Doesn't Kansas have better things to worry about?

So What If a Senator Skipped a Dumb Hearing?

Jonathan Bernstein is a Bloomberg View columnist. He taught political science at the University of Texas at San Antonio and DePauw University and wrote A Plain Blog About Politics.
Read More.
a | A

Another round of mindless, counterproductive Congress-bashing? This bipartisan American tradition goes back well before Mark Twain.

Every election cycle has its target, and in 2014 it's the incredibly stupid campaign tactic of hitting incumbents because they skip committee hearings. It's been used against Democrats Kay Hagan in North Carolina, Jeanne Shaheen in New Hampshire and Mark Udall in Colorado; it has also been leveled at Republicans Mitch McConnell in Kentucky and, now, Pat Roberts in Kansas.

Yet we're forgetting that it's often a waste of time for members of a committee to attend most hearings. It can be more efficient to send a staffer and, if necessary, read summaries of what happened.

Granted, politicians are being hoist by their own petard; the reason so many hearings are held at all is to generate positive publicity back home.

The catch here is that not all hearings are useless. Some of them generate information. The process of putting together a witness list and preparing for one can be far more important than the hearing itself. It's useful to get witnesses on the record, whether they're from executive branch departments and agencies or outside interest groups. But it doesn't take full attendance, let alone confrontational questions, to make any of that worthwhile.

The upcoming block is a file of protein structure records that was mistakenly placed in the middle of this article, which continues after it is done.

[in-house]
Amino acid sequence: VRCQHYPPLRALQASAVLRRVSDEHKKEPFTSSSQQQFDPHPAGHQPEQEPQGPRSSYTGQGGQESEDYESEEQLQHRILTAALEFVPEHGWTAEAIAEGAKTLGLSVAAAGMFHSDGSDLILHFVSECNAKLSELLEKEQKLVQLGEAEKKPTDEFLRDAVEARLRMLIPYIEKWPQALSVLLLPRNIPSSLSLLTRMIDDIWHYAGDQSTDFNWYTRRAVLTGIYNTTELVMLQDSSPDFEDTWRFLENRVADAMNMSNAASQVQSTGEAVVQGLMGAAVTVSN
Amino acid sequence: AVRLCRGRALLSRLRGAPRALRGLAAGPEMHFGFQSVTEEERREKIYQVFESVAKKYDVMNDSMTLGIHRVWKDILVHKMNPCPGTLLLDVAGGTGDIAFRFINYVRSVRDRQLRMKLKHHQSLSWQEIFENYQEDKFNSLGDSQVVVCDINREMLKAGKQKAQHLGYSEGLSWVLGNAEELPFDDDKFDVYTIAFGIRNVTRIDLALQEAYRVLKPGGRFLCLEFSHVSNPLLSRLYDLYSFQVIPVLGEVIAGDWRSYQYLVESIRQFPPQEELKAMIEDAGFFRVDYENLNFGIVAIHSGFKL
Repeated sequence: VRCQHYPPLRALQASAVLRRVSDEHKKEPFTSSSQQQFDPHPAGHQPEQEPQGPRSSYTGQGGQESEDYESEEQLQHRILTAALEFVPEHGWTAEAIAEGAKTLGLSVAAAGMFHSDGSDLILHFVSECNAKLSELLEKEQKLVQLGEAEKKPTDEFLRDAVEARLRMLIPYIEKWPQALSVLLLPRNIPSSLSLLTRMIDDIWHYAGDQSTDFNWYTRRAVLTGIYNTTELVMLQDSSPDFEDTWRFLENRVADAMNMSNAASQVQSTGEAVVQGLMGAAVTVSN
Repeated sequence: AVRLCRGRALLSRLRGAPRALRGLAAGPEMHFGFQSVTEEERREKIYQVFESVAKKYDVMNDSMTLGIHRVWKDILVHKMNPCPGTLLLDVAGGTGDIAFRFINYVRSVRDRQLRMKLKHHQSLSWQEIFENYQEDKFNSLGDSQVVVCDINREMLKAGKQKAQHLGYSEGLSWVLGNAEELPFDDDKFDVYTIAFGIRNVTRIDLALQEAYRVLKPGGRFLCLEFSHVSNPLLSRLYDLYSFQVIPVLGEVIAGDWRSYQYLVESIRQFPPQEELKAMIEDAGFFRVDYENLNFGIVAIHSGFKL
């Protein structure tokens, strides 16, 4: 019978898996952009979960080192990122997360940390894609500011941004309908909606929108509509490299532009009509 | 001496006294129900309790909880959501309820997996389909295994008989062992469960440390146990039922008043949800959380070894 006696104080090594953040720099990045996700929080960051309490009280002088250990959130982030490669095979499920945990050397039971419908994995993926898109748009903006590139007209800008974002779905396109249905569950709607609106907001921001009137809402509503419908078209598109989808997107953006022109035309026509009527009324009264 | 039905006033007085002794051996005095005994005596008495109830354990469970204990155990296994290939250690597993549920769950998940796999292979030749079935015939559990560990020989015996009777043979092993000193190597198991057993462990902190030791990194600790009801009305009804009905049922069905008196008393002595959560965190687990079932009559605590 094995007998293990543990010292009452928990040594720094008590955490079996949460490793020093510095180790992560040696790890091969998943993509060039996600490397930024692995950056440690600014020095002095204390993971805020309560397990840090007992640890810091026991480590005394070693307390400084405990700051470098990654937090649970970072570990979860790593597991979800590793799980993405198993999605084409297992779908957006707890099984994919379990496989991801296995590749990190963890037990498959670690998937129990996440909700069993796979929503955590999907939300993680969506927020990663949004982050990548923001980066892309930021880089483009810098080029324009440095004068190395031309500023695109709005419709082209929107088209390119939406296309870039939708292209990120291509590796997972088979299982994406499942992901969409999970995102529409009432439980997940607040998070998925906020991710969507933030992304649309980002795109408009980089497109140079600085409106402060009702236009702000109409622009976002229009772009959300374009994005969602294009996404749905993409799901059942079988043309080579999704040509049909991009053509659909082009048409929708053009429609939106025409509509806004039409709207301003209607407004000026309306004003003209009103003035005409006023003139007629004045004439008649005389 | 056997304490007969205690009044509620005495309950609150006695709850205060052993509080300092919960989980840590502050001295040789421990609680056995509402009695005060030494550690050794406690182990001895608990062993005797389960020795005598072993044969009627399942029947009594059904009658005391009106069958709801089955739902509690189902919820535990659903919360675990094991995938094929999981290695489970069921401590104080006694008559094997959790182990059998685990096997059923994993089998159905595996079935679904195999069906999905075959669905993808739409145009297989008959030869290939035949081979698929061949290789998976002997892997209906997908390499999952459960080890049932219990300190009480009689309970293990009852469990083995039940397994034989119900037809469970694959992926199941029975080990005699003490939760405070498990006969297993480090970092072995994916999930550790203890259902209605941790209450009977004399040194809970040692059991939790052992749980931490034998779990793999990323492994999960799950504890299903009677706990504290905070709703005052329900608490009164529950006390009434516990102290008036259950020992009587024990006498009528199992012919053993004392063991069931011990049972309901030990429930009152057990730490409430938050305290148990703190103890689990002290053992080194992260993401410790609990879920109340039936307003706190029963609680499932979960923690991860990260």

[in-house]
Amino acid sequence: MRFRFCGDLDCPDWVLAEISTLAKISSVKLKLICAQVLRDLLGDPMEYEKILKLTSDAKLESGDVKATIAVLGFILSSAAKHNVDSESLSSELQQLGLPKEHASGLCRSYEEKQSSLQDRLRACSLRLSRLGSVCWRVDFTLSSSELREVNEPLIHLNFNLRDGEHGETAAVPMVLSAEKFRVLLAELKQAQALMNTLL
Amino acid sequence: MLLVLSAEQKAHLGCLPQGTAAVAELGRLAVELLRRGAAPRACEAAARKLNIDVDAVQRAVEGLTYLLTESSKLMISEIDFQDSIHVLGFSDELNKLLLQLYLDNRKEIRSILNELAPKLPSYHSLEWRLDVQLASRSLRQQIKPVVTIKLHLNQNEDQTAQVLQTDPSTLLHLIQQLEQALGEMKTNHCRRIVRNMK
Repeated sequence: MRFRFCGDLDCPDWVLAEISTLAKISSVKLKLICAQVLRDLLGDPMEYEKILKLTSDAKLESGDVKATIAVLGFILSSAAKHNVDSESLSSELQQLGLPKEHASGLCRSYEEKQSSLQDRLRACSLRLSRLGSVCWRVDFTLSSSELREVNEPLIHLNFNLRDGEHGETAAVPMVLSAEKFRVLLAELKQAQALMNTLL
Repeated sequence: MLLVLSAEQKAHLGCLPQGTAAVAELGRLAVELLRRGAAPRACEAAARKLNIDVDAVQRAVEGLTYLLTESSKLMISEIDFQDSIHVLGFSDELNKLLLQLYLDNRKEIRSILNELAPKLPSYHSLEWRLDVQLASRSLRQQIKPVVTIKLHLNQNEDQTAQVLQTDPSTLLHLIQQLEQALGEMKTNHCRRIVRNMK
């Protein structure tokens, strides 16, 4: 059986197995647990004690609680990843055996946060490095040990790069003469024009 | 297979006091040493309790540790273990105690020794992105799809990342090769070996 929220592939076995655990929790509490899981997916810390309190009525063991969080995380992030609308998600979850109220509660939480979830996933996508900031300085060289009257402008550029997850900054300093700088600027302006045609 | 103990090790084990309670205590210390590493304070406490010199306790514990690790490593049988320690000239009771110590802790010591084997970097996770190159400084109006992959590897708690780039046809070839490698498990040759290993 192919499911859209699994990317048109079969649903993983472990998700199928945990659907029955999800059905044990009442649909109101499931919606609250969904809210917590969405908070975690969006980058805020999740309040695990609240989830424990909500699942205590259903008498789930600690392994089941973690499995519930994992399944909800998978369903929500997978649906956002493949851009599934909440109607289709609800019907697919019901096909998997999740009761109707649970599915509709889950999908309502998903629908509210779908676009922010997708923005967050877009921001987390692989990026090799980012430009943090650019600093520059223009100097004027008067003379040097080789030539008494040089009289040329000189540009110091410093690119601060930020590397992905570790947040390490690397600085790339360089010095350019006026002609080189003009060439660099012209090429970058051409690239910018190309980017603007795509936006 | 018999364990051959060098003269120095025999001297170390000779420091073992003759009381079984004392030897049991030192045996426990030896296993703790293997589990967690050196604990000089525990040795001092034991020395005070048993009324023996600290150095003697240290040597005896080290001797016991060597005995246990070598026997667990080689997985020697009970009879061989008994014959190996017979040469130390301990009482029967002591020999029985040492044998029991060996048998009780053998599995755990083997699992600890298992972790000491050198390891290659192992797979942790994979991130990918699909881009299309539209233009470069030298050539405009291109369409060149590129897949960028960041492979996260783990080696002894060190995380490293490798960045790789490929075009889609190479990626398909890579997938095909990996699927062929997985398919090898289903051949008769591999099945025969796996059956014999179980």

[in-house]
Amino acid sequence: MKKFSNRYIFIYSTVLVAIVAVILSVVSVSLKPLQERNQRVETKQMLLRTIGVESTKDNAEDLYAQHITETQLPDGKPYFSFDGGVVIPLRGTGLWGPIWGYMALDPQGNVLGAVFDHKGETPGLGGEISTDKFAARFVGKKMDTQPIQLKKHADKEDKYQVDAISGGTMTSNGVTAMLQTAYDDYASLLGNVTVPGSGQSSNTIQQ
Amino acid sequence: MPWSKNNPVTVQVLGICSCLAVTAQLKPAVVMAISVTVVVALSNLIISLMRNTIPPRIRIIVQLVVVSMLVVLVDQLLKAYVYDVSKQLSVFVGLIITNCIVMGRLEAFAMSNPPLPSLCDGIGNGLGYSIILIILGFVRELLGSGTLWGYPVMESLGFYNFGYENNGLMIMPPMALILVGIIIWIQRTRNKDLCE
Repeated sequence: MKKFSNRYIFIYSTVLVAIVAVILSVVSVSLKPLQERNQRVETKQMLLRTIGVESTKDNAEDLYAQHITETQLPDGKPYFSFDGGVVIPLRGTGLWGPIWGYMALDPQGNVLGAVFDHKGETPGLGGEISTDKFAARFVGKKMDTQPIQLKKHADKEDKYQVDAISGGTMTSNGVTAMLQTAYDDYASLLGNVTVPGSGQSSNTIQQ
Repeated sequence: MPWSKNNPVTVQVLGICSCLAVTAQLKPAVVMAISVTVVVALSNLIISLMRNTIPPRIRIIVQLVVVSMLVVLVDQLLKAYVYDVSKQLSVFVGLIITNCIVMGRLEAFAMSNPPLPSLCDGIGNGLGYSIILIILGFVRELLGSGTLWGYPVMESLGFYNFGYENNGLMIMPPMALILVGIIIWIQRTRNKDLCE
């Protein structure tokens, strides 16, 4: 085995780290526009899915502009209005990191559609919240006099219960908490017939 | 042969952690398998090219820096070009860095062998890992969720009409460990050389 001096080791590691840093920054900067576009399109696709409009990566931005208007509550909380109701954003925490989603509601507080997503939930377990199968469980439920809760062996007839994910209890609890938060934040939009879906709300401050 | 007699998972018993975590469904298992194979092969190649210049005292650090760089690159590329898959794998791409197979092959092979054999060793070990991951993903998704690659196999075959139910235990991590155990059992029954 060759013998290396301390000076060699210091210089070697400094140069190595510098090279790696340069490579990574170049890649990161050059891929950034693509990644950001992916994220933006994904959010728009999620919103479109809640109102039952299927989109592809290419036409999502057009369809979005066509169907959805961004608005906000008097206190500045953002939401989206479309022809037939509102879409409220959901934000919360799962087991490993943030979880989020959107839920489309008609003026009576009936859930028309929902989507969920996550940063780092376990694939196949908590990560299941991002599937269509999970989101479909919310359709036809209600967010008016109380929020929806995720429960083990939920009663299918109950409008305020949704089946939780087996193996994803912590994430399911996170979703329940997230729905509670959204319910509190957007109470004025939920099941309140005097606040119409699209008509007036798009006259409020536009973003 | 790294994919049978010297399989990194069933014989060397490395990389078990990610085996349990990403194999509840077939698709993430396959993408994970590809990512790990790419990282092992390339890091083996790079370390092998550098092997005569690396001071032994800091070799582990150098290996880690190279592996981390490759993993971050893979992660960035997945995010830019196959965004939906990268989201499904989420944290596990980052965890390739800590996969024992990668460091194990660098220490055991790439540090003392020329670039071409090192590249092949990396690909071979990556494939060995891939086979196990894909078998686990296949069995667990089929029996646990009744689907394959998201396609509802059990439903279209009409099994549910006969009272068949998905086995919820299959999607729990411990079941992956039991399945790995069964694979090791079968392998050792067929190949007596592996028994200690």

The same is true in other ways. Committee markups -- the sessions in which bills are considered, amended and passed -- are the core of legislative activity. Still, what happens in formal sessions is often is less important than the side meetings beforehand where the real bargaining gets done. It's quite common for a senator or representative to fight hard for some constituent interest in the weeks before the markup, but once the deal is made to simply give the committee chairman or ranking member his or her proxy for the formal session.

If politicians know they'll be attacked for missing a hearing, they will schedule fewer of them. You can't miss a hearing that never existed! The result will be, once again, reduced legislative capacity for Congress. If legislators can't produce information on their own, they will likely turn to outside interest groups unfiltered by open testimony, or simply leave the heavy lifting to the White House or the bureaucracy. This is something that neither liberals or conservatives should like.

This column does not necessarily reflect the opinion of Bloomberg View's editorial board or Bloomberg LP, its owners and investors.

To contact the author on this story:
Jonathan Bernstein at

To contact the editor on this story:
Katy Roberts at